I think there are all kinds of societies in western Europe which can be accused of protectionism. But I actually believe that minimum wages, at least in Britain -- and I think it is similar in France and Belgium -- can be advantageous for foreign workers. People who come from low-wage countries to those with normally much higher wages are extremely vulnerable --unless they are protected by a collective agreement or a powerful legal minimum wage machine. I think minimum wages help to protect inhabitants from industrial countries and I don't think it is protectionist. The effect is almost entirely beneficial.
What would you say to your German union friends if they were to ask for your advice?
I know my German union friends very well and they are able to form their own opinions on this subject without my advice. But I shared my experience with them when Britain shifted from a dismissive to a supportive attitude towards the minimum wage. We are on the board which dictates the level of the minimum wage. Maybe Germany can draw on some good advice if there is a decision to press ahead with a minimum wage. I would say that if and when the time comes, it would be crucial to involve the unions in the whole process.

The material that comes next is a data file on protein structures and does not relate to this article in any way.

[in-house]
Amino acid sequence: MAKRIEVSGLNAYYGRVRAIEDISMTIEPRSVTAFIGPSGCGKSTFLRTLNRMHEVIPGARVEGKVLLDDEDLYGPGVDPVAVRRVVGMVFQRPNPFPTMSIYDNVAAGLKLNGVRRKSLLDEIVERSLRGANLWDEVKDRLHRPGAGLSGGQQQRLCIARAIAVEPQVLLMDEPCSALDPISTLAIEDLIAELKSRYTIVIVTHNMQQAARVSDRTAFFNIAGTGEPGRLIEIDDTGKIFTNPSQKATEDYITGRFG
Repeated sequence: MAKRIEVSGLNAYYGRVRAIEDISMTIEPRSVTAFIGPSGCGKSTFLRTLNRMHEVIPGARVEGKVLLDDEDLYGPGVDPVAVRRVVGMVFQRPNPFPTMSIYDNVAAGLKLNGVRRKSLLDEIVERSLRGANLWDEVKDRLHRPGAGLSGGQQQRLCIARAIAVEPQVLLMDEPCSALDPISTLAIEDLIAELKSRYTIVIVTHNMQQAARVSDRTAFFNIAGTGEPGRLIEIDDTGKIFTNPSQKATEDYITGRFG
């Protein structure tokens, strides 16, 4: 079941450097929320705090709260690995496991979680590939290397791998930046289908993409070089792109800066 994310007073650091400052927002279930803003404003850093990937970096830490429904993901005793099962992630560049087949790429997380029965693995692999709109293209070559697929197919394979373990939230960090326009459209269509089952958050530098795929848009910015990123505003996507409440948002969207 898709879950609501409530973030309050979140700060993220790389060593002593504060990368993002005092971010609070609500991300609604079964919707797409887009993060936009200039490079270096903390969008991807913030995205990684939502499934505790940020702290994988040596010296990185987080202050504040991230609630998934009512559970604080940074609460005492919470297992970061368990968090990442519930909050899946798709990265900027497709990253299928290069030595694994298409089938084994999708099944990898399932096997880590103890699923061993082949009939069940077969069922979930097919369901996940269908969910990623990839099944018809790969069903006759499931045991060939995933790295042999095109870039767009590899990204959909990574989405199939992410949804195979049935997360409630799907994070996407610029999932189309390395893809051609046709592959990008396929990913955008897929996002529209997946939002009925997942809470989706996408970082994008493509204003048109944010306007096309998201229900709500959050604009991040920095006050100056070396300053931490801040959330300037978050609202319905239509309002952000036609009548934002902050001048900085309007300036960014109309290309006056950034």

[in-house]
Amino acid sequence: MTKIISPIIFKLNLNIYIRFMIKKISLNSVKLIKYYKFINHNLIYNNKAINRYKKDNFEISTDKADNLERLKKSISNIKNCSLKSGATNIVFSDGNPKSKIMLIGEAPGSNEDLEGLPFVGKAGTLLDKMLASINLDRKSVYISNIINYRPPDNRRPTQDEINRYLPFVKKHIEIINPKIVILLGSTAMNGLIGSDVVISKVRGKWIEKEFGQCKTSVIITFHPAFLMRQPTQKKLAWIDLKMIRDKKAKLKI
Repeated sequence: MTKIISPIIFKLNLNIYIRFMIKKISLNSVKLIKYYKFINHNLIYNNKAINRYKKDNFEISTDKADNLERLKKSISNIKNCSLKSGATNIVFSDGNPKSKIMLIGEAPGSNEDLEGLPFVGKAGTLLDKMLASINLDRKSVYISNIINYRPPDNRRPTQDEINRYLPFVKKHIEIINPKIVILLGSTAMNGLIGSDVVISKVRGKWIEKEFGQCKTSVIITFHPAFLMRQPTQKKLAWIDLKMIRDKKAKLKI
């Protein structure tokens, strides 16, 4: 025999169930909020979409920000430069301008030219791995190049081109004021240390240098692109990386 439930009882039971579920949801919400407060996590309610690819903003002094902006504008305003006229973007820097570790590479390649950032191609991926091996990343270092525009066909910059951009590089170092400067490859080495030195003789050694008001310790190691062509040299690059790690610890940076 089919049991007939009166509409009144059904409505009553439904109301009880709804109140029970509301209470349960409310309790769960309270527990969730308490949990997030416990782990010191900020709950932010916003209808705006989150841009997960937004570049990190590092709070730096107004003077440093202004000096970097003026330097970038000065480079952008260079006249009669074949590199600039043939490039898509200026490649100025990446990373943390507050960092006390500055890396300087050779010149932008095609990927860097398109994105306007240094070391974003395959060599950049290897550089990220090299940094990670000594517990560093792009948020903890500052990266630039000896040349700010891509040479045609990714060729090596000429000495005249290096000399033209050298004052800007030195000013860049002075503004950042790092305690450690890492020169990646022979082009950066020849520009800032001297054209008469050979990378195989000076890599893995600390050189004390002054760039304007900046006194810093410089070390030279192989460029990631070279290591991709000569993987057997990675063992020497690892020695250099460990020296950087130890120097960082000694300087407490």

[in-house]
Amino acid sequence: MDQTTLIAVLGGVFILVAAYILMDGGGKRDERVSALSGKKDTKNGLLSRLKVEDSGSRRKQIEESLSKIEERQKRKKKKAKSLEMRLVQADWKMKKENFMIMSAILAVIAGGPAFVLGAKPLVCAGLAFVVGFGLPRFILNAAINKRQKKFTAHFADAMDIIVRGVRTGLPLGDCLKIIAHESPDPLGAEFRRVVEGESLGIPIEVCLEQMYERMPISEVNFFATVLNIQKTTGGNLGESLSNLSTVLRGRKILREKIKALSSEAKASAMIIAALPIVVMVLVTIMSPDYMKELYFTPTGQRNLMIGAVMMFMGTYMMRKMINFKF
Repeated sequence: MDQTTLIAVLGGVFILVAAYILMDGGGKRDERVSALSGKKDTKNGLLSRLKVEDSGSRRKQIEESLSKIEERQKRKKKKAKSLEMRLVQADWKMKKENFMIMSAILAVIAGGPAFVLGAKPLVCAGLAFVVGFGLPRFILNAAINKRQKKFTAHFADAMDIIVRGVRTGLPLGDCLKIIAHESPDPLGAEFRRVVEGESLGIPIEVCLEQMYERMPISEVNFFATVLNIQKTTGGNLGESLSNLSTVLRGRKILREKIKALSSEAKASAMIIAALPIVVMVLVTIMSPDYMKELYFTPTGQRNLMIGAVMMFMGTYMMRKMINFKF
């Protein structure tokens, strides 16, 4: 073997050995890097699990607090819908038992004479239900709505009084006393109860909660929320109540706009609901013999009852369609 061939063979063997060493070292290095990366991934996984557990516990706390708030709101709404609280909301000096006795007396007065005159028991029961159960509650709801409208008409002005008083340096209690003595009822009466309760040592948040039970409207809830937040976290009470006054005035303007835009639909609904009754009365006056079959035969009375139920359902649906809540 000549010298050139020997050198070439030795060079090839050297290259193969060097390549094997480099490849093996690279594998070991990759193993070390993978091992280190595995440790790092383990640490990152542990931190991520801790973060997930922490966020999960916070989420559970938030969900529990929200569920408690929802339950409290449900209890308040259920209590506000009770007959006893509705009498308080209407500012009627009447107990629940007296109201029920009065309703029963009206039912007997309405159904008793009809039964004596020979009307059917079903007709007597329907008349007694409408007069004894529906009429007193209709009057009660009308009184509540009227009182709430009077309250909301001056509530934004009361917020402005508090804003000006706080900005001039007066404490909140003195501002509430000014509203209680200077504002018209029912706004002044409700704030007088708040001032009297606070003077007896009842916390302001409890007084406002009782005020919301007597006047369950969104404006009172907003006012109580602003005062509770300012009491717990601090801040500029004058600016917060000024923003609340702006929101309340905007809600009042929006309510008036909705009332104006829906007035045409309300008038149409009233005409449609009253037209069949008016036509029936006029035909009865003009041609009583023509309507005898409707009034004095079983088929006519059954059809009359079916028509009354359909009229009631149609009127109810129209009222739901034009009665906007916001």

Do minimum wages in different countries really make any sense in this globalized world of ours? Do we not at least need an EU-wide minimum wage for it to have any effect?
We would be doing the Europeans a favor if we were to introduce a Europe-wide minimum wage. But realistically speaking, I think the differences between the countries are too great at the moment for that. A minimum wage which would be acceptable in Latvia would be too low for Germany, and a sum which would work for Slovakia wouldn't be enough for Belgium. At present the differences are simply too great for a harmonized minimum wage.
One last question: If you had to vote on whether or not Germany should have a minimum wage, how would you cast your ballot?
I'm not German and therefore I don't think I have the right to vote here. I have complete faith in the German people, the German unions and other institutions that they will make a good decision for Germany.